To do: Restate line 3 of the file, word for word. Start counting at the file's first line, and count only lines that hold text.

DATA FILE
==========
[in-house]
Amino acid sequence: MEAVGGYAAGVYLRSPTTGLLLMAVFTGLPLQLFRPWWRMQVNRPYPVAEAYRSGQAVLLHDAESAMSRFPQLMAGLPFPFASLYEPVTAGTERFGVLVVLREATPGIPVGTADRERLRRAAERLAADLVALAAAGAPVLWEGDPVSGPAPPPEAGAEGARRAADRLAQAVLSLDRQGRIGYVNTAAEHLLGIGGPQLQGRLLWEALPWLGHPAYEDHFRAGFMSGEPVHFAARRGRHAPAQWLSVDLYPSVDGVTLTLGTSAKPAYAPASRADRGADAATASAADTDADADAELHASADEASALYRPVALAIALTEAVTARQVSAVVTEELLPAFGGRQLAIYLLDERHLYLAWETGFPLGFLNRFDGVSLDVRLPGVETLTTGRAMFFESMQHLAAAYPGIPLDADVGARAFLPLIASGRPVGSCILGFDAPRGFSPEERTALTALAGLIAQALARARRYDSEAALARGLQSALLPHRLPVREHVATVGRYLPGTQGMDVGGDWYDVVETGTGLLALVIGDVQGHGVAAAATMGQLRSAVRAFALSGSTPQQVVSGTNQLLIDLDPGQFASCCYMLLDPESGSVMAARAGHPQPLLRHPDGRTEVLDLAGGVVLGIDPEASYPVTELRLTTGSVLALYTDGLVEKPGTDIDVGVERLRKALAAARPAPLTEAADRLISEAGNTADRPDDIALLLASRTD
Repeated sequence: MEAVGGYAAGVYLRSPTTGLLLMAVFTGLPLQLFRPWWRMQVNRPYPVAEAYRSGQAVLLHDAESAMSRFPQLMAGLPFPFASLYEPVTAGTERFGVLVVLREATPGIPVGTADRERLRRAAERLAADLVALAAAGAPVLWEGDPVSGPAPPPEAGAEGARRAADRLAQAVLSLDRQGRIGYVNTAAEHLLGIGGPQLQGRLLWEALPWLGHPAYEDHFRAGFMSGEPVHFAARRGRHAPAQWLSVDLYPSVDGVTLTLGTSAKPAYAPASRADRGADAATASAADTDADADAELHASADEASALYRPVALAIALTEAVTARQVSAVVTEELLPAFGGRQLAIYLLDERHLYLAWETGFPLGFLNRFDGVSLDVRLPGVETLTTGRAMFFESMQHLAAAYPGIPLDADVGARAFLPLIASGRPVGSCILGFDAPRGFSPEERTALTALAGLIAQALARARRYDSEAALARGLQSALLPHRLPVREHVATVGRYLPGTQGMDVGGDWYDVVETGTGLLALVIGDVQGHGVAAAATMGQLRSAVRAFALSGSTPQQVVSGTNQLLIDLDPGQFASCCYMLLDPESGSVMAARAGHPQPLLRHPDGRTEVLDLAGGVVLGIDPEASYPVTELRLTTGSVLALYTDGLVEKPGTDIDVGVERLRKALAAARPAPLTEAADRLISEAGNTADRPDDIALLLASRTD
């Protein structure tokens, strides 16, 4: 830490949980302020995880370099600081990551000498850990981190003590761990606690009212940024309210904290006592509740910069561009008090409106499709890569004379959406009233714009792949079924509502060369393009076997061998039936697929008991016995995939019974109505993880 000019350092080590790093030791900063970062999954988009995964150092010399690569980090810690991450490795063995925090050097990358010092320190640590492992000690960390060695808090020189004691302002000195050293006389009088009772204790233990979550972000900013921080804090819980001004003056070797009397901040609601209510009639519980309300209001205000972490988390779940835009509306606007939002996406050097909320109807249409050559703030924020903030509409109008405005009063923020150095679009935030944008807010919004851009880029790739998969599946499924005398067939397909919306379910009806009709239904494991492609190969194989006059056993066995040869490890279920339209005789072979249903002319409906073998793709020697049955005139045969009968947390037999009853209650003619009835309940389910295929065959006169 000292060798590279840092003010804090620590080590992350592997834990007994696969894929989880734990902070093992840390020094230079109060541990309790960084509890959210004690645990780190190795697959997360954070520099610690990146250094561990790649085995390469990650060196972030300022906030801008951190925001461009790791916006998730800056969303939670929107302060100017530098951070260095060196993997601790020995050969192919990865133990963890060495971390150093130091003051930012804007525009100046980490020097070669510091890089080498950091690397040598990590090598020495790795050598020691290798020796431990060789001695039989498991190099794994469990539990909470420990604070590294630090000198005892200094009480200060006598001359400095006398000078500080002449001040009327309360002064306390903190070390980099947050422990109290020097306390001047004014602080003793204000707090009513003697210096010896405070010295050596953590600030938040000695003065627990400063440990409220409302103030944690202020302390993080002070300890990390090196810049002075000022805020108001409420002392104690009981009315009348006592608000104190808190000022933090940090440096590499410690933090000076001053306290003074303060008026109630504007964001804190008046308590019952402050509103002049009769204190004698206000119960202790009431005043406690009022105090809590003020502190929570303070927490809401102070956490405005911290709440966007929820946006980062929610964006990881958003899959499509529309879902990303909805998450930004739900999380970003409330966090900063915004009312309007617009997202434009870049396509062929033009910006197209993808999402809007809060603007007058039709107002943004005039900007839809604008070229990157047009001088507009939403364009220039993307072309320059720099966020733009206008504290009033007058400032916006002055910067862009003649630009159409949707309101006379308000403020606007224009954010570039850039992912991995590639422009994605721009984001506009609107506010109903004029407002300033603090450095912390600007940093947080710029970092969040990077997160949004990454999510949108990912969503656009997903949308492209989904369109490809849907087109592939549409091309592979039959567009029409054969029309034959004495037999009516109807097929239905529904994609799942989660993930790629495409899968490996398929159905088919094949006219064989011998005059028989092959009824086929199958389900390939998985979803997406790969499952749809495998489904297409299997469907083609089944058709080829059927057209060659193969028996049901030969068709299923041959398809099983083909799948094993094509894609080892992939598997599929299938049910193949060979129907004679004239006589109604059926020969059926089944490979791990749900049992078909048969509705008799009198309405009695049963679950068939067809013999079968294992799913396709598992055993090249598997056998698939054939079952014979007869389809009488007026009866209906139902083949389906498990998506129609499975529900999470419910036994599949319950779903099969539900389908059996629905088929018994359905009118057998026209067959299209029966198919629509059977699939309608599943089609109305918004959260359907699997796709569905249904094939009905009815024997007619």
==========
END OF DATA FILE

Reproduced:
Repeated sequence: MEAVGGYAAGVYLRSPTTGLLLMAVFTGLPLQLFRPWWRMQVNRPYPVAEAYRSGQAVLLHDAESAMSRFPQLMAGLPFPFASLYEPVTAGTERFGVLVVLREATPGIPVGTADRERLRRAAERLAADLVALAAAGAPVLWEGDPVSGPAPPPEAGAEGARRAADRLAQAVLSLDRQGRIGYVNTAAEHLLGIGGPQLQGRLLWEALPWLGHPAYEDHFRAGFMSGEPVHFAARRGRHAPAQWLSVDLYPSVDGVTLTLGTSAKPAYAPASRADRGADAATASAADTDADADAELHASADEASALYRPVALAIALTEAVTARQVSAVVTEELLPAFGGRQLAIYLLDERHLYLAWETGFPLGFLNRFDGVSLDVRLPGVETLTTGRAMFFESMQHLAAAYPGIPLDADVGARAFLPLIASGRPVGSCILGFDAPRGFSPEERTALTALAGLIAQALARARRYDSEAALARGLQSALLPHRLPVREHVATVGRYLPGTQGMDVGGDWYDVVETGTGLLALVIGDVQGHGVAAAATMGQLRSAVRAFALSGSTPQQVVSGTNQLLIDLDPGQFASCCYMLLDPESGSVMAARAGHPQPLLRHPDGRTEVLDLAGGVVLGIDPEASYPVTELRLTTGSVLALYTDGLVEKPGTDIDVGVERLRKALAAARPAPLTEAADRLISEAGNTADRPDDIALLLASRTD